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  2. Too bad our insurance lists them as covered right now. So when their receptionists said they are covered, and our insurance lists them, what reason would I have for thinking they're not? The wife-half not accepting insurance is new. I'm not sure if she just hasn't informed out company, or if our company just hasn't updated their patient website. But there was NOTHING to indicate to us that one of them wouldn't be covered.

    If our insurance isn't changing, and these people "accept" our insurance, why go elsewhere instead of trying to find the best doctors in our network? Or who we were led to believe were in our network, anyway. If you've got insurance and money's tight, are you really saying this should mean looking for the budget-doctors? Why not look for the best of who's covered? If you're new to my blog, it might benefit you to know I'm very high risk, especially the delivery. Both vaginal and c-section carry a very real, high risk of death for me. We don't want to go to the cheapest budget doctor in our network if we don't have to, not when that would elevate my risk even more. Getting in to see a doctor at all can easily take several weeks until the first appointment. I'm almost 25 weeks, so that doesn't leave several weeks for me to wait, especially since one of my risks is early delivery, and there are three separate risk factors for that as it is.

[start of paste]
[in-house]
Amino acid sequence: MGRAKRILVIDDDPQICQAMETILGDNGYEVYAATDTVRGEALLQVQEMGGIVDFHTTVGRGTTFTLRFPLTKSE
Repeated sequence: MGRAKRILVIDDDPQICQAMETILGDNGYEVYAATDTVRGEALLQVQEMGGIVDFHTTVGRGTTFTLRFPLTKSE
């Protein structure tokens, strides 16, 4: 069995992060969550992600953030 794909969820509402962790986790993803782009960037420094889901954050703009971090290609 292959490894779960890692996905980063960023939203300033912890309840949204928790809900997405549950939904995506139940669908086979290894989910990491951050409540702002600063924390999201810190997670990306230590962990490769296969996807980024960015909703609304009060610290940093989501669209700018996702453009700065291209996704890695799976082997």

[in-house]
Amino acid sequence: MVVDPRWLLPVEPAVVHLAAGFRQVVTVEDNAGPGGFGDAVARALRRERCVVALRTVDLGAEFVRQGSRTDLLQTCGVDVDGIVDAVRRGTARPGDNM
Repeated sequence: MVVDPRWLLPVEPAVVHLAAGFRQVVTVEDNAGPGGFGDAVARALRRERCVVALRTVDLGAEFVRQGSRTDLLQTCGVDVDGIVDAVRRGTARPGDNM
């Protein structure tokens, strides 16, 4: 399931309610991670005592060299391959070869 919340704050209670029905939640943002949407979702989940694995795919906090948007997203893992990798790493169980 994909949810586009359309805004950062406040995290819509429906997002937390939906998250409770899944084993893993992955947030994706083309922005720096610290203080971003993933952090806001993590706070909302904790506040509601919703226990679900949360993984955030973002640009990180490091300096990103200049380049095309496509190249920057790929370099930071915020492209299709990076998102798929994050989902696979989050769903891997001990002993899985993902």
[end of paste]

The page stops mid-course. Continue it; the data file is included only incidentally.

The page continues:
Everything I've read in books and online and my other doctors all recommend gaining in the area of 25 pounds if you're a normal weight, more if you tend to be very thin or underweight. My weight for my height (non-pregnancy) is on the cusp between normal and underweight. When underweight, 35 pounds or more is recommended. Baby may weight 8 pounds or so, but the amniotic fluid has weight, the enlargement of the uterus has weight, the extra blood, the placenta, enlarged breast tissue... There are more areas to gain weight than just the baby's body. 15 pounds is about what's recommended for obese woman. My pre-pregnancy weight is usually 121-122 and I'm 5'7, and it took a good bit of work gaining another ten before pregnancy, cutting out ballet. I trust Stanford to be a bit more up to date.

    My baby's hitting all her milestones, so my Stanford doctors weren't concerned yet. They did want to see me gain more in the third trimester. I'm overall not too concerned anymore myself (I'm also up to six pounds gained as of this morning), as she's active and seems healthy by all tests that have been done, and I'm taking tons of vitamins, so hopefully that's making up for anything I may be lacking in the weight department.

    I've got to say I like your username. One of our dogs was named after an Austen character.

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  3. Personally, I think telling you they are covered then billing you is quite shady. Assuming you had continuous coverage over the job change, you could talk to the insurance company and try to get reimbursement. It would be a hassle, but it might be worth a shot for $400.

    I would definitely not see these doctors again.

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  4. As a "courtesy" they were willing to "let" us pay at the next appointment. There isn't going to be a next appointment, so we aren't paying. That was ridiculous. I don't appreciate being told both are covered and not told about a very high fee for walking in the door, a "deposit," they call it. I don't know if it was bad training for the receptionists or what, but we can't afford to not be told about fees beforehand.